The golf fitness industry is an ever-expanding one, with everyone from your neighborhood collegiate golfer to well-known physical therapists and chiropractors being full-time golf fitness trainers. What is not clear is whether all golf fitness trainers perform any type of fitness evaluation prior to prescribing exercises to an individual golfer and, if so, what type of assessment do they use?
There are many types of exercise that a golfer can perform, which can broadly be performed in three phases: stabilization, strength and power. Exercises can have physiological and physical benefits, while there are also those that specifically help to improve some aspects of performance, such as strength, power, endurance, flexibility, speed, agility and balance. Which of these performance features does golf require, and what choice of fitness training such as stretching, cardio, core, balance, plyometric, agility/quickness and resistance should they be prescribed?
What better person to ask than Dr. Zach Gould, who is a strength and conditioning specialist with a Ph.D. in the subject, and used to be an amateur golfer who, while competing, had a +4 handicap and played in the junior Ryder Cup alongside professional stars including Rory McIlroy, Danny Willett, Tony Finau and Ricky Fowler, amongst others. He believes his career could not get to the next level due to poor coaching, which is why he became passionate about understanding the physical and biomechanical demands of golf. It is what made him want to focus on strength and conditioning so as to help other golfers and ensure they did not experience the pitfalls he did. Gould also has a CSCS personal trainer, sports massage and some rehabilitation qualifications.
Importantly, Dr. Gould is the developer of a unique Golf Movement Screen (GMS), which he was able to put through various tests as a part of his Ph.D. thesis. Why did he feel the need for a new movement screen and what does the GMS offer? At the time of his thesis, the only golf-specific screen was the one developed by the Titleist Performance Institute (TPI), which had minimal research to prove whether their claims were true. The TPI screen was only tested in 2014 (although probably developed soon after TPI was founded in 2003), when only three of its 13 exercises were found to have any correlation to technical swing performance. The average age of the 36 participants of the study was 25.4 and their mean golf handicap 14.2. Thus, as stated by Gould in one of his research publications, 10 of the TPI screen movements tested showed no relationship to swing mechanics. Gould’s own GMS was tested on 62 golfers ranging from 11 to 26 years (average 15.4 years) with a mean handicap of 4 – thus perhaps a younger, larger, group with lower handicaps.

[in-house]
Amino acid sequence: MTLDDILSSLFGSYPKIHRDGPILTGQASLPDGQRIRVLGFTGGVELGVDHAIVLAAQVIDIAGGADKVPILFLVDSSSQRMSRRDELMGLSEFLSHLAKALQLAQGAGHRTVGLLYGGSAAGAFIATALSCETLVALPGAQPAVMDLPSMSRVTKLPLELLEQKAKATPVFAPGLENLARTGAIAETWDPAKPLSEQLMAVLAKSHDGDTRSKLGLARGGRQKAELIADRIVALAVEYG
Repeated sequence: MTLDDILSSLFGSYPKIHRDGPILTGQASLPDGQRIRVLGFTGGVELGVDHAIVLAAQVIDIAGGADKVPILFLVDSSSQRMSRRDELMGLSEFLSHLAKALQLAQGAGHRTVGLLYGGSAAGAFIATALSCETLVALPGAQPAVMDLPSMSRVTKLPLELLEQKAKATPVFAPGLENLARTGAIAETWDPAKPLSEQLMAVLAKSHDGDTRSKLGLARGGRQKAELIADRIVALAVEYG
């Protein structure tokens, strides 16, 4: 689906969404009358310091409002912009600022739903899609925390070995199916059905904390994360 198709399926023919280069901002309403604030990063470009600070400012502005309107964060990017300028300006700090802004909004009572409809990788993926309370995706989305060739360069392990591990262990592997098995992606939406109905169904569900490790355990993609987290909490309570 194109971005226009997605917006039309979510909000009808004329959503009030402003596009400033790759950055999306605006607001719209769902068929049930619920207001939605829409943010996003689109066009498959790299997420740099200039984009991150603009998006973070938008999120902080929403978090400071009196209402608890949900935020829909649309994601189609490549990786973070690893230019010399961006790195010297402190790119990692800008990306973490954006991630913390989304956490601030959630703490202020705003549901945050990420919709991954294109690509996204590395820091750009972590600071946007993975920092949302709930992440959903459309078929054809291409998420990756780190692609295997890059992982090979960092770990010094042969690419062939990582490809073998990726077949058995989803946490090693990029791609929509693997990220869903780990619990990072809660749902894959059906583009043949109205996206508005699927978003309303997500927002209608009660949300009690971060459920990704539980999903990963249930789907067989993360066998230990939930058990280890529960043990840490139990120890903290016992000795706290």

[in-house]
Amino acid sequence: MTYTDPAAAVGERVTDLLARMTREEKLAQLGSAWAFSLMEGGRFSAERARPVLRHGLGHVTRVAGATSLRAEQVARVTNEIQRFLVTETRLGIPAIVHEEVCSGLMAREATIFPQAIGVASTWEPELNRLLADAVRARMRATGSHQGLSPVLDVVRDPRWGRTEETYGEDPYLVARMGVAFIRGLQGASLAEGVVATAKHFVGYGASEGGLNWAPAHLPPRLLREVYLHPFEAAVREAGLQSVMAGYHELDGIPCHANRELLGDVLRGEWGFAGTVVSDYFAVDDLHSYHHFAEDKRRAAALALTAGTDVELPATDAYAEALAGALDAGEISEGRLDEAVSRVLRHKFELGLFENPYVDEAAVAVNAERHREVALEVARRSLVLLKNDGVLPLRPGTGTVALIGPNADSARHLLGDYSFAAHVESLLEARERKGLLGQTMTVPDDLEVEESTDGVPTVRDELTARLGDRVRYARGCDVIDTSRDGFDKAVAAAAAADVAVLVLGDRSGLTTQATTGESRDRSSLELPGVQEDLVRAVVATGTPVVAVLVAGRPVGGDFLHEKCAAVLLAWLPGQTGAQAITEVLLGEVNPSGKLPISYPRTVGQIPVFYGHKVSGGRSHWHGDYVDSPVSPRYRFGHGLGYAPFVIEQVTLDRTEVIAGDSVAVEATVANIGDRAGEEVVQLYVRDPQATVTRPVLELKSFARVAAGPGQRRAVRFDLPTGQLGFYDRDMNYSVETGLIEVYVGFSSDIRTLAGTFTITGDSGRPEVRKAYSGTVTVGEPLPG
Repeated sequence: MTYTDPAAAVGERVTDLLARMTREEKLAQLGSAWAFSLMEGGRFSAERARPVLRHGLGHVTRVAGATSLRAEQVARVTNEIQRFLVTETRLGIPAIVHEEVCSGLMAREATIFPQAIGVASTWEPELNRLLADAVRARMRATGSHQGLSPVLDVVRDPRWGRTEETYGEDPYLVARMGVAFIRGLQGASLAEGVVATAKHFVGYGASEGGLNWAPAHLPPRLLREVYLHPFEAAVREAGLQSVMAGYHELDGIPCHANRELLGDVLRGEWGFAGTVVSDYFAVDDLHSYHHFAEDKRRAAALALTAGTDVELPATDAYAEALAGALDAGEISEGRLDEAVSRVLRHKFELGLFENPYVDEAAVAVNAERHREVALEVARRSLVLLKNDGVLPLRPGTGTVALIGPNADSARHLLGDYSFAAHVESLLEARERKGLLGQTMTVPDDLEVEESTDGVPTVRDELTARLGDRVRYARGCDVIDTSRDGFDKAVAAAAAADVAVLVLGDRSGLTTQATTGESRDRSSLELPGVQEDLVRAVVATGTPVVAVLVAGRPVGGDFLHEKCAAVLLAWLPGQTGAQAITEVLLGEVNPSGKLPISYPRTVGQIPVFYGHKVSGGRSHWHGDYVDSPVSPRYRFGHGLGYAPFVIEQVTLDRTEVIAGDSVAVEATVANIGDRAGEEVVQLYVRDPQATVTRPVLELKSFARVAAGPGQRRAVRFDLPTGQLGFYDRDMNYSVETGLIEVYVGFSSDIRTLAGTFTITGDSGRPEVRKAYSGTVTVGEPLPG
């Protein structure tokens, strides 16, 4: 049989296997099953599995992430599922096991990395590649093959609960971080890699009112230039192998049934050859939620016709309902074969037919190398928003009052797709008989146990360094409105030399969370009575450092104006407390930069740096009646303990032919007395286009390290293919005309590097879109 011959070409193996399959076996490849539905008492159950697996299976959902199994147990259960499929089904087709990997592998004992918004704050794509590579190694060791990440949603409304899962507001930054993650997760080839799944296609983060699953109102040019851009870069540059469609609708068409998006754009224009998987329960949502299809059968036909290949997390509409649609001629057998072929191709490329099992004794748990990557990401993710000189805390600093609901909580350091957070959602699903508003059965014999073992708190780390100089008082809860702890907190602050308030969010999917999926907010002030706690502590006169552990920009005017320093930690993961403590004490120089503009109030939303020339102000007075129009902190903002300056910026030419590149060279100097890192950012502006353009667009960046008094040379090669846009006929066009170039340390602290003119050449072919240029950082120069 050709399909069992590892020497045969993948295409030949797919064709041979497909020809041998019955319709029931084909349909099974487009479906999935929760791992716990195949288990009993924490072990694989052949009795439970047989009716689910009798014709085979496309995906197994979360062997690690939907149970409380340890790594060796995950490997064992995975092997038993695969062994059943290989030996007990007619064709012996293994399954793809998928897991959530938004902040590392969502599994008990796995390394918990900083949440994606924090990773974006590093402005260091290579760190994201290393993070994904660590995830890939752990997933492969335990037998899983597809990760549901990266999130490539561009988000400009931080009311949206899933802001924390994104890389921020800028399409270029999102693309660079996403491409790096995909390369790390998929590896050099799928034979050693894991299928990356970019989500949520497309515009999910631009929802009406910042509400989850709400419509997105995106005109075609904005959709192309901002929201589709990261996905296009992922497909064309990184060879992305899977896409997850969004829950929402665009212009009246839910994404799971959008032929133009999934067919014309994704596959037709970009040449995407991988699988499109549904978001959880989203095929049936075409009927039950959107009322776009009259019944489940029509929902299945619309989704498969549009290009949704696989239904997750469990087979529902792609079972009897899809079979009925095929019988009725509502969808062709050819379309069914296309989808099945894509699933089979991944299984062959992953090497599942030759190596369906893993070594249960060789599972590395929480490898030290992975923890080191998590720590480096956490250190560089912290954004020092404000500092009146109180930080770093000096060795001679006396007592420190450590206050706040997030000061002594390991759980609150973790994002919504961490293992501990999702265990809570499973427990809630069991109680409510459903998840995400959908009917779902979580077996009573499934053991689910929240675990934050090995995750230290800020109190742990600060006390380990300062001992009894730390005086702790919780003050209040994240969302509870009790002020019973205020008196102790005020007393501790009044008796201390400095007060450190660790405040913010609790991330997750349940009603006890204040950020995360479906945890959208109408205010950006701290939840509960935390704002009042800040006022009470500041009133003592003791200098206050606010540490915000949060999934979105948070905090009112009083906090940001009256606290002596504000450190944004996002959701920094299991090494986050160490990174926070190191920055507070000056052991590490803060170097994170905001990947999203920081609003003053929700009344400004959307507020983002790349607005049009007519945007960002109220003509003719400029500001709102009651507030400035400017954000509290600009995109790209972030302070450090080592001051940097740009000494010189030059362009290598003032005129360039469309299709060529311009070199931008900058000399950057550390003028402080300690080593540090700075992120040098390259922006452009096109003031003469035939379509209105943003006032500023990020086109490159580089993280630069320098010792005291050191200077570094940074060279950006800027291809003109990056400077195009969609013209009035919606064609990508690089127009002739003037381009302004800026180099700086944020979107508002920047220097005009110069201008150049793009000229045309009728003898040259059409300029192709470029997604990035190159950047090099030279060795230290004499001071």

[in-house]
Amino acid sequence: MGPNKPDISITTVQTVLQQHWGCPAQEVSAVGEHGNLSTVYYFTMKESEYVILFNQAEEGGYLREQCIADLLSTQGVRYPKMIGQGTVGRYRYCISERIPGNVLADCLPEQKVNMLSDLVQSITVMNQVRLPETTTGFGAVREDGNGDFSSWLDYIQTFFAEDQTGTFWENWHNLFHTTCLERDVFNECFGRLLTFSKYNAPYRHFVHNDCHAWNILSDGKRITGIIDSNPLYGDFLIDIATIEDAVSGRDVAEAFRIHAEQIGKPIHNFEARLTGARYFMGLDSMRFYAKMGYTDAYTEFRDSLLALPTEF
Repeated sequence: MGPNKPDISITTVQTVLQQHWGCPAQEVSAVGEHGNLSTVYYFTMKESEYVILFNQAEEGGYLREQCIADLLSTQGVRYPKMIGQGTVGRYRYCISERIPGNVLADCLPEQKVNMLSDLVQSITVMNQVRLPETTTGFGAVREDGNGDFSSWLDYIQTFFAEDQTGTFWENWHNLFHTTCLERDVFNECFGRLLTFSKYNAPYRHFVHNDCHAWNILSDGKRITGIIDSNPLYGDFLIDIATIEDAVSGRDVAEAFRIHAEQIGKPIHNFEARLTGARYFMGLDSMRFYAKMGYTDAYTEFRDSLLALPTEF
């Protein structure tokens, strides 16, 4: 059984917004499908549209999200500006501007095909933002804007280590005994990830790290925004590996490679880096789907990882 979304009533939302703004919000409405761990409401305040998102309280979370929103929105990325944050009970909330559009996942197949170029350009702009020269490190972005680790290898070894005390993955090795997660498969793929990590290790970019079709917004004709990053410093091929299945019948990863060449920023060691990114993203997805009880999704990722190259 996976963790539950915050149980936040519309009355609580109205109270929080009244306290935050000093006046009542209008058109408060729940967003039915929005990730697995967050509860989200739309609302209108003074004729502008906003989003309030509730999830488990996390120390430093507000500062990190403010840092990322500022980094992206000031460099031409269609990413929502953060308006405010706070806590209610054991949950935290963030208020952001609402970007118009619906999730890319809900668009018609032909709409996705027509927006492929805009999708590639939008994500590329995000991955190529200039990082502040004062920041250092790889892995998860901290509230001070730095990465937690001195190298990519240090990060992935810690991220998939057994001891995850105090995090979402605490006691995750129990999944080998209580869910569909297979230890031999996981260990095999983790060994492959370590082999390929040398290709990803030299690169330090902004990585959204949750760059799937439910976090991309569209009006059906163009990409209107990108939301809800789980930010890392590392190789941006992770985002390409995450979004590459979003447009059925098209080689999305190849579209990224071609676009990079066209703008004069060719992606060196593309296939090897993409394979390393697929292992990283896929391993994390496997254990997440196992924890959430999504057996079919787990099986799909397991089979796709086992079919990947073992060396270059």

The GMS testing showed that the basic balance test was perhaps most important for many important aspects required in the golf swing, such as being able to rotate correctly around a stable pelvis for a better X-Factor motion. It was also seen that the squat is important enough to be incorporated into any golf fitness program, while the side plank test of the GMS was an indicator of the very essential trunk stability. Overall, it was found that the GMS has both good validity (it measures what it is supposed to measure) and excellent reliability (the ability for consistency in measurement by a variety of testers) and, thus, is a good screen to use for golfers who wish to be prescribed specific exercises in keeping with their golf goals. Someone with a high GMS composite score (from its 10 tests) would have good X-Factor and spine control, while someone with a low score would need more work on their postural control, mobility and stability.
Exercises that help with trunk control, balance, squat technique and core stability would be important for better driving performance, and those that improve both power and movement competency would perhaps help golfers the most.
Gould has also assessed physical tests, upper- and lower-body power and rotational power tests, which he found were far more correlated with distance in golf than a mere movement screen. Thus, he likes to work on posture control followed by force production and, finally, speed. He believes golfers need to spend the majority of time (70-75 percent of time) getting stronger, increasing their ceiling of potential, then implementing speed-based training and power development over time, to transfer the developed force quickly.
Gould, besides having developed a unique golf fitness screen, has, since completing his Ph.D., started a company named Dr. Golf Global – a kind of online health club – that currently helps over 10,000 golfers from around the world improve their golf fitness online. While he himself is based in Cardiff in Wales, UK, there is also certification available for coaches everywhere. The general methodology used is to ask golfers what they wish to achieve in their golf swings, then assess them through the GMS and finally recommend a battery of suitable exercises that can help them perform better and reduce their risk for injury.